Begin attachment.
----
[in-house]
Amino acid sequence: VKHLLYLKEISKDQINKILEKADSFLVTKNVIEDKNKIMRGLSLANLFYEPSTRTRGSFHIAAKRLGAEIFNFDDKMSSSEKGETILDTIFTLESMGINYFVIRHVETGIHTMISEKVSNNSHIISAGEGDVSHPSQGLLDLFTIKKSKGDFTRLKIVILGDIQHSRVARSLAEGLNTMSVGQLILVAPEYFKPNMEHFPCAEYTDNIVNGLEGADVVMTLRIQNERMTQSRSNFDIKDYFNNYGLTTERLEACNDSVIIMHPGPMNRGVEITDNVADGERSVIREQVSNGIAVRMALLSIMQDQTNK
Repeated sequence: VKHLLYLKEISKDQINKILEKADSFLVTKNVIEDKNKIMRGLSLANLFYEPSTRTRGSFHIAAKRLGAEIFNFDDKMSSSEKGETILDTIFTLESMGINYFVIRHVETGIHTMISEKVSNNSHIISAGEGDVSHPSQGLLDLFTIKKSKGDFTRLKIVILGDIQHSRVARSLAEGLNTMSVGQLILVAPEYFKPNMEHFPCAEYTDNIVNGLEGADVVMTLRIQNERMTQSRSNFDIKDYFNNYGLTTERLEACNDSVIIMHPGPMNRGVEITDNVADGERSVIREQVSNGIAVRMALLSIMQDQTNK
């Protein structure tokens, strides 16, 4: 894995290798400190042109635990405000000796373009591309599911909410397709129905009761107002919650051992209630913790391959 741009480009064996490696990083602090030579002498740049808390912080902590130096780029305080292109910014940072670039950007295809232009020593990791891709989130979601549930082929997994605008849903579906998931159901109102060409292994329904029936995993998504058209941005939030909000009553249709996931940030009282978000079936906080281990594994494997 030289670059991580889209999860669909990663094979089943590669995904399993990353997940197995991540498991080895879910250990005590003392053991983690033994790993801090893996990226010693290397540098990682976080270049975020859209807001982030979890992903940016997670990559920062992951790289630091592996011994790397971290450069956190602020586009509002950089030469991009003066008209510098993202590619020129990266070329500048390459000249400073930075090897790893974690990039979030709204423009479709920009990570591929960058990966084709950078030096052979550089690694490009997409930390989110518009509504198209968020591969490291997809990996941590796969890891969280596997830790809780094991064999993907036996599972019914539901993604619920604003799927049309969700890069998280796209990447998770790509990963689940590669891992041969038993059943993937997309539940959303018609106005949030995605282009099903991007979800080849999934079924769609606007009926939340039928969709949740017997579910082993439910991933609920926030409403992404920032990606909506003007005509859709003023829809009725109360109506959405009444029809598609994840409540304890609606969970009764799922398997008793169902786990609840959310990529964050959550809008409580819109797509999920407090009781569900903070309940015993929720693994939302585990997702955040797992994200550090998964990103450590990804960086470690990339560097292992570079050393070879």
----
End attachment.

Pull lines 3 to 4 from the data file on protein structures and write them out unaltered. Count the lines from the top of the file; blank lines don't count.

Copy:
Repeated sequence: VKHLLYLKEISKDQINKILEKADSFLVTKNVIEDKNKIMRGLSLANLFYEPSTRTRGSFHIAAKRLGAEIFNFDDKMSSSEKGETILDTIFTLESMGINYFVIRHVETGIHTMISEKVSNNSHIISAGEGDVSHPSQGLLDLFTIKKSKGDFTRLKIVILGDIQHSRVARSLAEGLNTMSVGQLILVAPEYFKPNMEHFPCAEYTDNIVNGLEGADVVMTLRIQNERMTQSRSNFDIKDYFNNYGLTTERLEACNDSVIIMHPGPMNRGVEITDNVADGERSVIREQVSNGIAVRMALLSIMQDQTNK
């Protein structure tokens, strides 16, 4: 894995290798400190042109635990405000000796373009591309599911909410397709129905009761107002919650051992209630913790391959 741009480009064996490696990083602090030579002498740049808390912080902590130096780029305080292109910014940072670039950007295809232009020593990791891709989130979601549930082929997994605008849903579906998931159901109102060409292994329904029936995993998504058209941005939030909000009553249709996931940030009282978000079936906080281990594994494997 030289670059991580889209999860669909990663094979089943590669995904399993990353997940197995991540498991080895879910250990005590003392053991983690033994790993801090893996990226010693290397540098990682976080270049975020859209807001982030979890992903940016997670990559920062992951790289630091592996011994790397971290450069956190602020586009509002950089030469991009003066008209510098993202590619020129990266070329500048390459000249400073930075090897790893974690990039979030709204423009479709920009990570591929960058990966084709950078030096052979550089690694490009997409930390989110518009509504198209968020591969490291997809990996941590796969890891969280596997830790809780094991064999993907036996599972019914539901993604619920604003799927049309969700890069998280796209990447998770790509990963689940590669891992041969038993059943993937997309539940959303018609106005949030995605282009099903991007979800080849999934079924769609606007009926939340039928969709949740017997579910082993439910991933609920926030409403992404920032990606909506003007005509859709003023829809009725109360109506959405009444029809598609994840409540304890609606969970009764799922398997008793169902786990609840959310990529964050959550809008409580819109797509999920407090009781569900903070309940015993929720693994939302585990997702955040797992994200550090998964990103450590990804960086470690990339560097292992570079050393070879």